“I was very busy. Delighted to see you!” he said in a tone clearly indicating that he was annoyed by it. “How are you?”
“Tell me, how is my darling Anna?”
Alexey Alexandrovitch mumbled something and would have gone on. But Stepan Arkadyevitch stopped him.
“I tell you what we’ll do tomorrow. Dolly, ask him to dinner. We’ll ask Koznishev and Pestsov, so as to entertain him with our Moscow celebrities.”
“Yes, please, do come,” said Dolly; “we will expect you at five, or six o’clock, if you like. How is my darling Anna? How long...”
“She is quite well,” Alexey Alexandrovitch mumbled, frowning. “Delighted!” and he moved away towards his carriage.
“You will come?” Dolly called after him.
Alexey Alexandrovitch said something which Dolly could not catch in the noise of the moving carriages.
“I shall come round tomorrow!” Stepan Arkadyevitch shouted to him.
Alexey Alexandrovitch got into his carriage, and buried himself in it so as neither to see nor be seen.
“Queer fish!” said Stepan Arkadyevitch to his wife, and glancing at his watch, he made a motion of his hand before his face, indicating a caress to his wife and children, and walked jauntily along the pavement.
“Stiva! Stiva!” Dolly called, reddening.
He turned round.
“I must get coats, you know, for Grisha and Tanya. Give me the money.”
“Never mind; you tell them I’ll pay the bill!” and he vanished, nodding genially to an acquaintance who drove by.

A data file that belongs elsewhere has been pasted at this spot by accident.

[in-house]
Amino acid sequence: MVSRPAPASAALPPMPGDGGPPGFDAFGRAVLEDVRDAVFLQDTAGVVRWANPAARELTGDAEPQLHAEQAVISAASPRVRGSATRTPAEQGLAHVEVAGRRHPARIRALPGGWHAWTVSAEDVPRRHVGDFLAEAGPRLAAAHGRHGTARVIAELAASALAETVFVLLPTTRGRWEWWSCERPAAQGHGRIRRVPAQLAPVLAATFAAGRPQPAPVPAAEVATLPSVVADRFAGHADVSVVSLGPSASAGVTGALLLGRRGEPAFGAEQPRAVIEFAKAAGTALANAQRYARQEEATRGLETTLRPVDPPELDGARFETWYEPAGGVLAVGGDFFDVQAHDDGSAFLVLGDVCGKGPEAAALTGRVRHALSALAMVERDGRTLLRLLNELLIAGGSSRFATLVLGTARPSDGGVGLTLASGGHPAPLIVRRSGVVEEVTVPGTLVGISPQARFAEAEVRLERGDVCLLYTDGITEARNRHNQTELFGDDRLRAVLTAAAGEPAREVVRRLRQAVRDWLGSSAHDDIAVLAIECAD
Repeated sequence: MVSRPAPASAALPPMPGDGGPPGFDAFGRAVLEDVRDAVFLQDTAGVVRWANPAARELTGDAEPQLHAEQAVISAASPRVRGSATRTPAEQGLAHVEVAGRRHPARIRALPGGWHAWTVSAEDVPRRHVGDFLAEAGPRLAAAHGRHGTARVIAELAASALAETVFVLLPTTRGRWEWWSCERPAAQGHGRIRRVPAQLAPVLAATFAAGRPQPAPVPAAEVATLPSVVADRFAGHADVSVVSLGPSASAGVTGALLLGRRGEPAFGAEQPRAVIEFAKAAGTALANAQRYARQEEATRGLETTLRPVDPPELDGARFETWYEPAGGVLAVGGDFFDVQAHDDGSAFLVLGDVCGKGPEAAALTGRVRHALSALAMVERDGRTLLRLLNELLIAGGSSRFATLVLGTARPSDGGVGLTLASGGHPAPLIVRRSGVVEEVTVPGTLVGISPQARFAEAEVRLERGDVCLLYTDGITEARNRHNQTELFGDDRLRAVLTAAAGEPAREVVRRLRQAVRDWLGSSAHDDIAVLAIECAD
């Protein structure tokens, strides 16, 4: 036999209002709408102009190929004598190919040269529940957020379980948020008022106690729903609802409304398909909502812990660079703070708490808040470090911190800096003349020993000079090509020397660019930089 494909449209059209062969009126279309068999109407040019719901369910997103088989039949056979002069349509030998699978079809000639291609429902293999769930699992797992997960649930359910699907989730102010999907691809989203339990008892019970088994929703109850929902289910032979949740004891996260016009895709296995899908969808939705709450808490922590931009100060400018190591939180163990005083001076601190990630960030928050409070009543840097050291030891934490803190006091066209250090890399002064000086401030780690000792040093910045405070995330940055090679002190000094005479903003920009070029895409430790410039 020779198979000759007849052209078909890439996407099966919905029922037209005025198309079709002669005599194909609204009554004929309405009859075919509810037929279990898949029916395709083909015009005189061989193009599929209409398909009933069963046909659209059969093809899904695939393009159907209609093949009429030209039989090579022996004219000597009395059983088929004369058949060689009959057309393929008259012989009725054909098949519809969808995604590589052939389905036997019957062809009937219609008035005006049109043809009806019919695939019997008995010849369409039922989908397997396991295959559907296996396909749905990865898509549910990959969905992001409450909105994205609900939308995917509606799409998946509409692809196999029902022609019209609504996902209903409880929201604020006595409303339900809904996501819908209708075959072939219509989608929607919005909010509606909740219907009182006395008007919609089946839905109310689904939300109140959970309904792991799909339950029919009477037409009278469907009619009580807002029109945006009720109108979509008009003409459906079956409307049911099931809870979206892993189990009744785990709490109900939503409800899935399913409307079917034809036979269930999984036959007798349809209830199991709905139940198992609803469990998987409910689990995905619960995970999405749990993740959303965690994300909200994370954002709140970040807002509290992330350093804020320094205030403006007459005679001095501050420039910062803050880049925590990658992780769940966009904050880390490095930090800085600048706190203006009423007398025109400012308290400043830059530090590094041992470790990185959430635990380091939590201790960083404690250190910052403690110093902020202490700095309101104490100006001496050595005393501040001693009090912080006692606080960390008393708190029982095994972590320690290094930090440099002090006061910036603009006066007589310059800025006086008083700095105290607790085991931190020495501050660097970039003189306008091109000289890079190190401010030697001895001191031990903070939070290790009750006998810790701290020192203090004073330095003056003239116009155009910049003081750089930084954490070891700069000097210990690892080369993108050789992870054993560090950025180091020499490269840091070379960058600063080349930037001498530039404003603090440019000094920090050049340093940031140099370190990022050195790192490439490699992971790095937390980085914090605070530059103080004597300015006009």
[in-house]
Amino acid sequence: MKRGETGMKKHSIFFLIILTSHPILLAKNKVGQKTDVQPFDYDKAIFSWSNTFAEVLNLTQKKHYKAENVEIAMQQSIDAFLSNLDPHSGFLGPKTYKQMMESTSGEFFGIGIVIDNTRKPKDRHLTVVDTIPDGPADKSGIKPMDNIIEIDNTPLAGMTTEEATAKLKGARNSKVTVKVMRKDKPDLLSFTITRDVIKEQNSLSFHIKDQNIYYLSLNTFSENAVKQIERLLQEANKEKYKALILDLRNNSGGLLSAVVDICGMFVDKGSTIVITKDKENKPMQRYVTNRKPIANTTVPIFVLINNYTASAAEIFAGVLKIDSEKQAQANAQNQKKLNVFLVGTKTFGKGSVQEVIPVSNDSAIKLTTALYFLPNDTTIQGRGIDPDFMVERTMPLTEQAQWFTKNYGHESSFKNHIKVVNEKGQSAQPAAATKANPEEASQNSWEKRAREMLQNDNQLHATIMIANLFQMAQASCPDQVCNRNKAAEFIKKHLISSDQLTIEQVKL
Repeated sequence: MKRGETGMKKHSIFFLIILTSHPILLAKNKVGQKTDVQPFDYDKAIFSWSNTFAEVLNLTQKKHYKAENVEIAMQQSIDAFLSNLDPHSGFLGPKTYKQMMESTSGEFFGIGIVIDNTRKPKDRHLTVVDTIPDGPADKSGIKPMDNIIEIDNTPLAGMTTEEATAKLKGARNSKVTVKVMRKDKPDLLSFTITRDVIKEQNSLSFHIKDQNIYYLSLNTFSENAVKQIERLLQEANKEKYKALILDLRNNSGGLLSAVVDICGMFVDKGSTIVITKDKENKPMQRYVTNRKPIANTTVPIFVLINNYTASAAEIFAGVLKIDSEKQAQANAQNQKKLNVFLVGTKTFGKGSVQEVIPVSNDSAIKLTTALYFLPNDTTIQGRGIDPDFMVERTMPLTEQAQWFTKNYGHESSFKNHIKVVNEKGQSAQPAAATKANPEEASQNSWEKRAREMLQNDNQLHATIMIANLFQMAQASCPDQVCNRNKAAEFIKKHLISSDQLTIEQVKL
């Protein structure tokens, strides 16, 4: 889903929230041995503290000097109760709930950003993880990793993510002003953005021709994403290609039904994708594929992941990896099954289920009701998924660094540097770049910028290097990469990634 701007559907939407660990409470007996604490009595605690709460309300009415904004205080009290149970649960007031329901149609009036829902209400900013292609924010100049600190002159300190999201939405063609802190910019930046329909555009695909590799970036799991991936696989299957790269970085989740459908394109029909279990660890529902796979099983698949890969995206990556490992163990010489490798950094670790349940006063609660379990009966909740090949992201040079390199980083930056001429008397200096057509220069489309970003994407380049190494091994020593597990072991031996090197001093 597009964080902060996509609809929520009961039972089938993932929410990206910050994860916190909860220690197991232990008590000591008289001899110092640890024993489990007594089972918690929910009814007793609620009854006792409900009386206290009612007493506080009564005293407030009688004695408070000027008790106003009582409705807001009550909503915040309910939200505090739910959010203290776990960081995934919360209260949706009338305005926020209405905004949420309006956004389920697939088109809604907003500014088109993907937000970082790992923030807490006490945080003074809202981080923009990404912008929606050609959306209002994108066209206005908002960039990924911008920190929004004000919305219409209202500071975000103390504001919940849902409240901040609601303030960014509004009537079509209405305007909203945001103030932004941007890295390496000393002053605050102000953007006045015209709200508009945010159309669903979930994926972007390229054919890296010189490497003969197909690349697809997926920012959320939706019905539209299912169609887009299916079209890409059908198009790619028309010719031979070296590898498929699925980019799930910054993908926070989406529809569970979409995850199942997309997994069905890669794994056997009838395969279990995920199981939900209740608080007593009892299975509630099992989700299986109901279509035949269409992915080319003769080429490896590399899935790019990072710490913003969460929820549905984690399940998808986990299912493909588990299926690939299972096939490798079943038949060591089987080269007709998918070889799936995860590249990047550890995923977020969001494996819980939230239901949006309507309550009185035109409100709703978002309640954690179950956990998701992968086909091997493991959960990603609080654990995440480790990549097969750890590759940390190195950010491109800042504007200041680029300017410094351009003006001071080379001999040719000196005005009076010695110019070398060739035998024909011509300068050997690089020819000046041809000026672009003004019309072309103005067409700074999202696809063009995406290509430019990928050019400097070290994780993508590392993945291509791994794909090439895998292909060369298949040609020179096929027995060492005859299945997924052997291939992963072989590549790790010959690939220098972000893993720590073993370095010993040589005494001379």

The next day was Sunday. Stepan Arkadyevitch went to the Grand Theater to a rehearsal of the ballet, and gave Masha Tchibisova, a pretty dancing-girl whom he had just taken under his protection, the coral necklace he had promised her the evening before, and behind the scenes in the dim daylight of the theater, managed to kiss her pretty little face, radiant over her present. Besides the gift of the necklace he wanted to arrange with her about meeting after the ballet. After explaining that he could not come at the beginning of the ballet, he promised he would come for the last act and take her to supper. From the theater Stepan Arkadyevitch drove to Ohotny Row, selected himself the fish and asparagus for dinner, and by twelve o’clock was at Dussot’s, where he had to see three people, luckily all staying at the same hotel: Levin, who had recently come back from abroad and was staying there; the new head of his department, who had just been promoted to that position, and had come on a tour of revision to Moscow; and his brother-in-law, Karenin, whom he must see, so as to be sure of bringing him to dinner.